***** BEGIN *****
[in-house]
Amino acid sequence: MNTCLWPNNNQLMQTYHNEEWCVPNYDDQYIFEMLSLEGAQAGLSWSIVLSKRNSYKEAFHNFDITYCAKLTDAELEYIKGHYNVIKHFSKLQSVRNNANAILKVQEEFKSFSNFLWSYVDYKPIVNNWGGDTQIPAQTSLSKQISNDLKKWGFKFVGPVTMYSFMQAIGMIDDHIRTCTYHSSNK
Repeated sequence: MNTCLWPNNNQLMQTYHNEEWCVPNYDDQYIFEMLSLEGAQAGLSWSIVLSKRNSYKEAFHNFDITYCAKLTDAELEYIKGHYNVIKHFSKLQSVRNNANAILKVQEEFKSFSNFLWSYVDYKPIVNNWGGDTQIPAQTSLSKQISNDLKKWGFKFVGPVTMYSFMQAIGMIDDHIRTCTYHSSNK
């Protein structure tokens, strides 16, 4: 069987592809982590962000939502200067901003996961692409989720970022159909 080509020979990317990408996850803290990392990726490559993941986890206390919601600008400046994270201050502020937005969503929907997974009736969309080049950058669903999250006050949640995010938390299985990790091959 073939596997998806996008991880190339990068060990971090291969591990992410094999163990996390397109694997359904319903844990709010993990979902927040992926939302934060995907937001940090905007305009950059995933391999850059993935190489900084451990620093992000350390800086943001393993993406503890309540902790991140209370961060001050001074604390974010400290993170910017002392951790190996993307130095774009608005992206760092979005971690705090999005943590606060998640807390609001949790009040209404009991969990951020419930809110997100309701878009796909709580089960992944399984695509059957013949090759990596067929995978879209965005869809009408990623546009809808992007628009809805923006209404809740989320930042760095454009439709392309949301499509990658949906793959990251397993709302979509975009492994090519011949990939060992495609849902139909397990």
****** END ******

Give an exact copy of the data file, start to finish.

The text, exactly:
[in-house]
Amino acid sequence: MNTCLWPNNNQLMQTYHNEEWCVPNYDDQYIFEMLSLEGAQAGLSWSIVLSKRNSYKEAFHNFDITYCAKLTDAELEYIKGHYNVIKHFSKLQSVRNNANAILKVQEEFKSFSNFLWSYVDYKPIVNNWGGDTQIPAQTSLSKQISNDLKKWGFKFVGPVTMYSFMQAIGMIDDHIRTCTYHSSNK
Repeated sequence: MNTCLWPNNNQLMQTYHNEEWCVPNYDDQYIFEMLSLEGAQAGLSWSIVLSKRNSYKEAFHNFDITYCAKLTDAELEYIKGHYNVIKHFSKLQSVRNNANAILKVQEEFKSFSNFLWSYVDYKPIVNNWGGDTQIPAQTSLSKQISNDLKKWGFKFVGPVTMYSFMQAIGMIDDHIRTCTYHSSNK
């Protein structure tokens, strides 16, 4: 069987592809982590962000939502200067901003996961692409989720970022159909 080509020979990317990408996850803290990392990726490559993941986890206390919601600008400046994270201050502020937005969503929907997974009736969309080049950058669903999250006050949640995010938390299985990790091959 073939596997998806996008991880190339990068060990971090291969591990992410094999163990996390397109694997359904319903844990709010993990979902927040992926939302934060995907937001940090905007305009950059995933391999850059993935190489900084451990620093992000350390800086943001393993993406503890309540902790991140209370961060001050001074604390974010400290993170910017002392951790190996993307130095774009608005992206760092979005971690705090999005943590606060998640807390609001949790009040209404009991969990951020419930809110997100309701878009796909709580089960992944399984695509059957013949090759990596067929995978879209965005869809009408990623546009809808992007628009809805923006209404809740989320930042760095454009439709392309949301499509990658949906793959990251397993709302979509975009492994090519011949990939060992495609849902139909397990």